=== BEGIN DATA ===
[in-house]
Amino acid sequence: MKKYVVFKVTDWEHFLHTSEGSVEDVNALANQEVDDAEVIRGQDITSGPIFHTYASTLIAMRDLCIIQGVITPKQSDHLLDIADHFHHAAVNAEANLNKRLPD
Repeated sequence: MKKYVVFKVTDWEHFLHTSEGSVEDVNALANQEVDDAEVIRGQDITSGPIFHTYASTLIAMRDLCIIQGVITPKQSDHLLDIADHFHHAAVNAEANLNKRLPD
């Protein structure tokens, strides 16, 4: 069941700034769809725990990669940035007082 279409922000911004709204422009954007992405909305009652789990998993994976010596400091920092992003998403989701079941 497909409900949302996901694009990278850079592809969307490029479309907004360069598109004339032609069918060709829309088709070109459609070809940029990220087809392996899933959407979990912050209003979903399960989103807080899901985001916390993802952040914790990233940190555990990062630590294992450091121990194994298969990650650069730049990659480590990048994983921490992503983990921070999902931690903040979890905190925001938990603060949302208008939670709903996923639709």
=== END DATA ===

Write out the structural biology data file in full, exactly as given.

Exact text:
[in-house]
Amino acid sequence: MKKYVVFKVTDWEHFLHTSEGSVEDVNALANQEVDDAEVIRGQDITSGPIFHTYASTLIAMRDLCIIQGVITPKQSDHLLDIADHFHHAAVNAEANLNKRLPD
Repeated sequence: MKKYVVFKVTDWEHFLHTSEGSVEDVNALANQEVDDAEVIRGQDITSGPIFHTYASTLIAMRDLCIIQGVITPKQSDHLLDIADHFHHAAVNAEANLNKRLPD
């Protein structure tokens, strides 16, 4: 069941700034769809725990990669940035007082 279409922000911004709204422009954007992405909305009652789990998993994976010596400091920092992003998403989701079941 497909409900949302996901694009990278850079592809969307490029479309907004360069598109004339032609069918060709829309088709070109459609070809940029990220087809392996899933959407979990912050209003979903399960989103807080899901985001916390993802952040914790990233940190555990990062630590294992450091121990194994298969990650650069730049990659480590990048994983921490992503983990921070999902931690903040979890905190925001938990603060949302208008939670709903996923639709």